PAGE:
Posts Tagged physical activity

[WEB SITE] Why Your Brain Needs Exercise

Why Your Brain Needs Exercise

Credit: Bryan Christie Design

Why Your Brain Needs Exercise

The evolutionary history of humans explains why physical activity is important for brain health

IN BRIEF

  • It is by now well established that exercise has positive effects on the brain, especially as we age.
  • Less clear has been why physical activity affects the brain in the first place.
  • Key events in the evolutionary history of humans may have forged the link between exercise and brain function.
  • Cognitively challenging exercise may benefit the brain more than physical activity that makes fewer cognitive demands.

 

In the 1990s researchers announced a series of discoveries that would upend a bedrock tenet of neuroscience. For decades the mature brain was understood to be incapable of growing new neurons. Once an individual reached adulthood, the thinking went, the brain began losing neurons rather than gaining them. But evidence was building that the adult brain could, in fact, generate new neurons. In one particularly striking experiment with mice, scientists found that simply running on a wheel led to the birth of new neurons in the hippocampus, a brain structure that is associated with memory. Since then, other studies have established that exercise also has positive effects on the brains of humans, especially as we age, and that it may even help reduce the risk of Alzheimer’s disease and other neurodegenerative conditions. But the research raised a key question: Why does exercise affect the brain at all?

Physical activity improves the function of many organ systems in the body, but the effects are usually linked to better athletic performance. For example, when you walk or run, your muscles demand more oxygen, and over time your cardiovascular system responds by increasing the size of the heart and building new blood vessels. The cardiovascular changes are primarily a response to the physical challenges of exercise, which can enhance endurance. But what challenge elicits a response from the brain?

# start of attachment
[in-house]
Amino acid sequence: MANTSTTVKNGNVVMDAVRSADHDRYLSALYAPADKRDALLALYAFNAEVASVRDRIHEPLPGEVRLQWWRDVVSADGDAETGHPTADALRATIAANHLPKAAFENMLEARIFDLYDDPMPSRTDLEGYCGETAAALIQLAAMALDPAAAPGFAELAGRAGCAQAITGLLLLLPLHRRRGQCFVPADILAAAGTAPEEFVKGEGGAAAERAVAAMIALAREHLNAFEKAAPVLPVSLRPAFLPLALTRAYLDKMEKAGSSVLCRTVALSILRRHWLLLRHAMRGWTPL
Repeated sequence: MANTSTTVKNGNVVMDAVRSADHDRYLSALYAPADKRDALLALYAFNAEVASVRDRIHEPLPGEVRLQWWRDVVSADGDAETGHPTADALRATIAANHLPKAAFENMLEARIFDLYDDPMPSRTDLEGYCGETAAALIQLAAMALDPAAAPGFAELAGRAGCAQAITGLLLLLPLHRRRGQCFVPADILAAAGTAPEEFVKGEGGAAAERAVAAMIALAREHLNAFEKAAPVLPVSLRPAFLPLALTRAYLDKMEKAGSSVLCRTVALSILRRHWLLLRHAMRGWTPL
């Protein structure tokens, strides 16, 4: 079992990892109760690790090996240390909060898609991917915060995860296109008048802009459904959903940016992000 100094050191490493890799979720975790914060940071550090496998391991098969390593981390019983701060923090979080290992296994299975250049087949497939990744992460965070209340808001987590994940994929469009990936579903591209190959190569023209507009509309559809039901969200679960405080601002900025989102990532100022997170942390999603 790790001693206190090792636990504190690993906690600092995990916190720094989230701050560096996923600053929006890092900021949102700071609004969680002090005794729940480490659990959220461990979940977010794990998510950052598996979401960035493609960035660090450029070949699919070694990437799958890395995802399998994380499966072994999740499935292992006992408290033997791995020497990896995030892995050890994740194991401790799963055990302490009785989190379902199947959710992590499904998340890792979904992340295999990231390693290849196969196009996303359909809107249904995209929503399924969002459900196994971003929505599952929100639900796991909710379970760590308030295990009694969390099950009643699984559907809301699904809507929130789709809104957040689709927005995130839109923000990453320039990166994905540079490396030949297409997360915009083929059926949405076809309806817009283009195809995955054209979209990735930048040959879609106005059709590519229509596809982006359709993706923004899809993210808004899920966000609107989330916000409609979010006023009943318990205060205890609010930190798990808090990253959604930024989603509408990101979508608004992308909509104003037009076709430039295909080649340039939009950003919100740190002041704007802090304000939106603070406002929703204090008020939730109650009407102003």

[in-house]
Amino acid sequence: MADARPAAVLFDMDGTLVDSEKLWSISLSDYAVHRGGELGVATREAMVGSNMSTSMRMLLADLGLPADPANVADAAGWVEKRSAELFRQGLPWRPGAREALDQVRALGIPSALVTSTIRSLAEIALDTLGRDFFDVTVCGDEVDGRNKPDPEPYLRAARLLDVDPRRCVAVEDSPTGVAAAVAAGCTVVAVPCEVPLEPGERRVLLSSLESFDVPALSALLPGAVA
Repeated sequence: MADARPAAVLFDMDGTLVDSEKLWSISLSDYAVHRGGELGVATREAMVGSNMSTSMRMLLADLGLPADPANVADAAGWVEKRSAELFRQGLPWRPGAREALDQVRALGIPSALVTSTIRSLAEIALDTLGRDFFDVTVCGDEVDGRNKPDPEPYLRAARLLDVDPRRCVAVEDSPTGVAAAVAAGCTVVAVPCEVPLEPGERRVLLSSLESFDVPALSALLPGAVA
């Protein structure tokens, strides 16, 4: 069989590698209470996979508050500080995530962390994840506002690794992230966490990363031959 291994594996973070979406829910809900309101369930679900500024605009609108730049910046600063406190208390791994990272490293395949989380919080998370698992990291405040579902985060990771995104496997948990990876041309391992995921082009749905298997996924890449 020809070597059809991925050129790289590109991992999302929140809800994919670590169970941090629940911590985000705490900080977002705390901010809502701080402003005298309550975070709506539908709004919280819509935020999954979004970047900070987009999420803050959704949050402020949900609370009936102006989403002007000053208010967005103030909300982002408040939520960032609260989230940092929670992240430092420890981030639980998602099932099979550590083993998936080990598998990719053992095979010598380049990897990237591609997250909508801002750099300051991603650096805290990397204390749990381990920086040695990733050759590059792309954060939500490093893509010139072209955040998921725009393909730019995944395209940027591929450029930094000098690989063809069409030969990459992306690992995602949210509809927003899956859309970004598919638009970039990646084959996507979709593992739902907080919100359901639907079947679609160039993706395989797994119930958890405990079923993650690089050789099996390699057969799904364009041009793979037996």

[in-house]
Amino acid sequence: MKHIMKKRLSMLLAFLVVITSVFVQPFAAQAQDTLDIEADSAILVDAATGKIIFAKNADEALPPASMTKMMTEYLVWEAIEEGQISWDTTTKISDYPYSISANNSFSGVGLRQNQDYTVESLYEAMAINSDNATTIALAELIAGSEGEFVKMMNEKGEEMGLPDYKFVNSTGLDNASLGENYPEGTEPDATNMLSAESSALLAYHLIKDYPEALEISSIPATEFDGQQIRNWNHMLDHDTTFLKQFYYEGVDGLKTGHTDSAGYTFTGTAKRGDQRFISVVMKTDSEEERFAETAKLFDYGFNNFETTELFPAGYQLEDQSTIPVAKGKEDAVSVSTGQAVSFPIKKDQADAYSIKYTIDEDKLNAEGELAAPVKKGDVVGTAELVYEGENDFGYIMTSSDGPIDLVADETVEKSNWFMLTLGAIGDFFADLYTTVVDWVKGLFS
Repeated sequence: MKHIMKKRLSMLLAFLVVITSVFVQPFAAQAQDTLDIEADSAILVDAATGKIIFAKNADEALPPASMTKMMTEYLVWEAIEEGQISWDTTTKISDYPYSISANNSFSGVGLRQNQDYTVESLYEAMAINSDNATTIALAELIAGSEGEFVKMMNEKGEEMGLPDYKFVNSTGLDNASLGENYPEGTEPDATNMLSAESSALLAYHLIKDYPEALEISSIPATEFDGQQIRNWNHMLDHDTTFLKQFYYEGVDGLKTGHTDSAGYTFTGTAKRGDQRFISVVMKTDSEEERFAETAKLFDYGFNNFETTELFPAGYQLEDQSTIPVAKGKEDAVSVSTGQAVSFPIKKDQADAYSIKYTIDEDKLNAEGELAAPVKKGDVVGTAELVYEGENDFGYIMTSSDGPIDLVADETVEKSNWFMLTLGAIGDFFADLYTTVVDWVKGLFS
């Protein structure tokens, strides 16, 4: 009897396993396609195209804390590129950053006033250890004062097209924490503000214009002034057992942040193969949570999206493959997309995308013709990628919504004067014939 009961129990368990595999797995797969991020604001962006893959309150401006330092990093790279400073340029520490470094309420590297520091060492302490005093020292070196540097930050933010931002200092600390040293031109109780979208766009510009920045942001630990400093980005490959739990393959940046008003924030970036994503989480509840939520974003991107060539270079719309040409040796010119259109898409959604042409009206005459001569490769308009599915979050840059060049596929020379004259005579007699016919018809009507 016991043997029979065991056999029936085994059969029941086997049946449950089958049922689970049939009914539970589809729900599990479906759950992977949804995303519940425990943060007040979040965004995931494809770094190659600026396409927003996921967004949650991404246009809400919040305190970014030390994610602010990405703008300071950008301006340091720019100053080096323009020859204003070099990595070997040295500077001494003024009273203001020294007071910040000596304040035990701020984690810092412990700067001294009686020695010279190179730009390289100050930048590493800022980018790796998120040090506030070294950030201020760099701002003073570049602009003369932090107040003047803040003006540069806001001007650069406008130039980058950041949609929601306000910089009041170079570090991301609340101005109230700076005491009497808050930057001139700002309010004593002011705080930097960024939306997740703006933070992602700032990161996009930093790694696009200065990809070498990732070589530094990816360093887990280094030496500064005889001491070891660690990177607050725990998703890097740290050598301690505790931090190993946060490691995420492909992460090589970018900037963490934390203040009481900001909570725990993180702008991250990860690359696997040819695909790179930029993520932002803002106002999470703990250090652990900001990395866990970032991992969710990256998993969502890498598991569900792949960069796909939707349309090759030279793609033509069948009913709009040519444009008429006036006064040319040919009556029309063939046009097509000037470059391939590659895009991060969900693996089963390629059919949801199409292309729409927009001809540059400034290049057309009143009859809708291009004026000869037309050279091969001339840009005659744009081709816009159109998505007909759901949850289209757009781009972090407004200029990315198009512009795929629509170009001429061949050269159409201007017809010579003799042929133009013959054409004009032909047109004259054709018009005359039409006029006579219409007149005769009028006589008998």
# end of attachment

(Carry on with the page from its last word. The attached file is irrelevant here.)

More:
Answering this question requires that we rethink our views of exercise. People often consider walking and running to be activities that the body is able to perform on autopilot. But research carried out over the past decade by us and others would indicate that this folk wisdom is wrong. Instead exercise seems to be as much a cognitive activity as a physical one. In fact, this link between physical activity and brain health may trace back millions of years to the origin of hallmark traits of humankind. If we can better understand why and how exercise engages the brain, perhaps we can leverage the relevant physiological pathways to design novel exercise routines that will boost people’s cognition as they age—work that we have begun to undertake.

FLEXING THE BRAIN

To explore why exercise benefits the brain, we need to first consider which aspects of brain structure and cognition seem most responsive to it. When researchers at the Salk Institute for Biological Studies in La Jolla, Calif., led by Fred Gage and Henriette Van Praag, showed in the 1990s that running increased the birth of new hippocampal neurons in mice, they noted that this process appeared to be tied to the production of a protein called brain-derived neurotrophic factor (BDNF). BDNF is produced throughout the body and in the brain, and it promotes both the growth and the survival of nascent neurons. The Salk group and others went on to demonstrate that exercise-induced neurogenesis is associated with improved performance on memory-related tasks in rodents. The results of these studies were striking because atrophy of the hippocampus is widely linked to memory difficulties during healthy human aging and occurs to a greater extent in individuals with neurodegenerative diseases such as Alzheimer’s. The findings in rodents provided an initial glimpse of how exercise could counter this decline.

Following up on this work in animals, researchers carried out a series of investigations that determined that in humans, just like in rodents, aerobic exercise leads to the production of BDNF and augments the structure—that is, the size and connectivity—of key areas of the brain, including the hippocampus. In a randomized trial conducted at the University of Illinois at Urbana-Champaign by Kirk Erickson and Arthur Kramer, 12 months of aerobic exercise led to an increase in BDNF levels, an increase in the size of the hippocampus and improvements in memory in older adults.

Other investigators have found associations between exercise and the hippocampus in a variety of observational studies. In our own study of more than 7,000 middle-aged to older adults in the U.K., published in 2019 in Brain Imaging and Behavior, we demonstrated that people who spent more time engaged in moderate to vigorous physical activity had larger hippocampal volumes. Although it is not yet possible to say whether these effects in humans are related to neurogenesis or other forms of brain plasticity, such as increasing connections among existing neurons, together the results clearly indicate that exercise can benefit the brain’s hippocampus and its cognitive functions.